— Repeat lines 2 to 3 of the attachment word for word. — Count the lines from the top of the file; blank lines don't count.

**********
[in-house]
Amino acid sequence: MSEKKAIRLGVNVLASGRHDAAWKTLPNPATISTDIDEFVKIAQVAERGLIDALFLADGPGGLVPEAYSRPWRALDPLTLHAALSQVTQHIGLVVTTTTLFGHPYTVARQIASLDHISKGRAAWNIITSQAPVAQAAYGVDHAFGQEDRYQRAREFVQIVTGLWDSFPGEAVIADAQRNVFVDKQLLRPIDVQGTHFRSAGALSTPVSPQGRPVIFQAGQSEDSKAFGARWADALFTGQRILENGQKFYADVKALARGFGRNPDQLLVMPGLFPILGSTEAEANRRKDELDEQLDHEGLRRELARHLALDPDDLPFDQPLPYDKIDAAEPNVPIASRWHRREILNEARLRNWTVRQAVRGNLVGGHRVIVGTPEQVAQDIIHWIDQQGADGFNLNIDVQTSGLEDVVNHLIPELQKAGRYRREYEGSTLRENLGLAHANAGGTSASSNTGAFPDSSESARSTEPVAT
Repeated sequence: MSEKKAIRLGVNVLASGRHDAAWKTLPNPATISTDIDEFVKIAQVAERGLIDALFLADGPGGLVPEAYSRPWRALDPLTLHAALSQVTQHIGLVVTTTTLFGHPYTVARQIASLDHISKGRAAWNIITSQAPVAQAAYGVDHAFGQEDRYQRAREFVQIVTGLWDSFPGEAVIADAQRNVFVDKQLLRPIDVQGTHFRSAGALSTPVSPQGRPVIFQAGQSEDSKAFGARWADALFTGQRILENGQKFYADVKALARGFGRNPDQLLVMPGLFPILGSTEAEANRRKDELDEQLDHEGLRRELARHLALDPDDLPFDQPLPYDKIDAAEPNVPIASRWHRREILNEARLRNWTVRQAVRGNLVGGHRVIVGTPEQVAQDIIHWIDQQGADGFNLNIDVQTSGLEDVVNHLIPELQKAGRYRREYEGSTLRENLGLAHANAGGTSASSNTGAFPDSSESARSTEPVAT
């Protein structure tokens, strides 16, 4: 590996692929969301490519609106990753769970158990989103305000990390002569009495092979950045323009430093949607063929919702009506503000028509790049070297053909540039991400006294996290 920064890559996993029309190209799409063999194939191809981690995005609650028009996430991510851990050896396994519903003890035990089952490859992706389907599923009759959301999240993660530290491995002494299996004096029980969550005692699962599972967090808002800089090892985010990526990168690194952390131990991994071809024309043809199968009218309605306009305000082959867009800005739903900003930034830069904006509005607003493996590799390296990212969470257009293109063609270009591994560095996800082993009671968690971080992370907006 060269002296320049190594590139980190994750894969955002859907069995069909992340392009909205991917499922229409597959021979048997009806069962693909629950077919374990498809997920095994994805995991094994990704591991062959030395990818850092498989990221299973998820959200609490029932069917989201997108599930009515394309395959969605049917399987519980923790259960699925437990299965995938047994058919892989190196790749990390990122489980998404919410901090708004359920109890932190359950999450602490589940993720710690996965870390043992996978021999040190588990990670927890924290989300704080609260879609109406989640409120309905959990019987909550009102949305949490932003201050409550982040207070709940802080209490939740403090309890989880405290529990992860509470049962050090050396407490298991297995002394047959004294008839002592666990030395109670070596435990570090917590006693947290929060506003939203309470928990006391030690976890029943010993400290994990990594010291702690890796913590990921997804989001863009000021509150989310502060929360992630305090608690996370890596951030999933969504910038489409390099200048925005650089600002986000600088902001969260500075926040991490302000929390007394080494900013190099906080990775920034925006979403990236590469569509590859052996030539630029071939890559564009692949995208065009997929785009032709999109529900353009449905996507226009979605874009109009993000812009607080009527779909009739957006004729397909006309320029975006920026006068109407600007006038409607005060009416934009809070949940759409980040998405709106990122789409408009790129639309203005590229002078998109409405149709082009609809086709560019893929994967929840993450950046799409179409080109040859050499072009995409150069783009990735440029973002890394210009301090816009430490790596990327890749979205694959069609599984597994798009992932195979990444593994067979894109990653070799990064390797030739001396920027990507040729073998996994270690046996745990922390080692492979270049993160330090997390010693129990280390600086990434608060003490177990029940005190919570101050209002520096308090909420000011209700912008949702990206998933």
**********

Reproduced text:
Amino acid sequence: MSEKKAIRLGVNVLASGRHDAAWKTLPNPATISTDIDEFVKIAQVAERGLIDALFLADGPGGLVPEAYSRPWRALDPLTLHAALSQVTQHIGLVVTTTTLFGHPYTVARQIASLDHISKGRAAWNIITSQAPVAQAAYGVDHAFGQEDRYQRAREFVQIVTGLWDSFPGEAVIADAQRNVFVDKQLLRPIDVQGTHFRSAGALSTPVSPQGRPVIFQAGQSEDSKAFGARWADALFTGQRILENGQKFYADVKALARGFGRNPDQLLVMPGLFPILGSTEAEANRRKDELDEQLDHEGLRRELARHLALDPDDLPFDQPLPYDKIDAAEPNVPIASRWHRREILNEARLRNWTVRQAVRGNLVGGHRVIVGTPEQVAQDIIHWIDQQGADGFNLNIDVQTSGLEDVVNHLIPELQKAGRYRREYEGSTLRENLGLAHANAGGTSASSNTGAFPDSSESARSTEPVAT
Repeated sequence: MSEKKAIRLGVNVLASGRHDAAWKTLPNPATISTDIDEFVKIAQVAERGLIDALFLADGPGGLVPEAYSRPWRALDPLTLHAALSQVTQHIGLVVTTTTLFGHPYTVARQIASLDHISKGRAAWNIITSQAPVAQAAYGVDHAFGQEDRYQRAREFVQIVTGLWDSFPGEAVIADAQRNVFVDKQLLRPIDVQGTHFRSAGALSTPVSPQGRPVIFQAGQSEDSKAFGARWADALFTGQRILENGQKFYADVKALARGFGRNPDQLLVMPGLFPILGSTEAEANRRKDELDEQLDHEGLRRELARHLALDPDDLPFDQPLPYDKIDAAEPNVPIASRWHRREILNEARLRNWTVRQAVRGNLVGGHRVIVGTPEQVAQDIIHWIDQQGADGFNLNIDVQTSGLEDVVNHLIPELQKAGRYRREYEGSTLRENLGLAHANAGGTSASSNTGAFPDSSESARSTEPVAT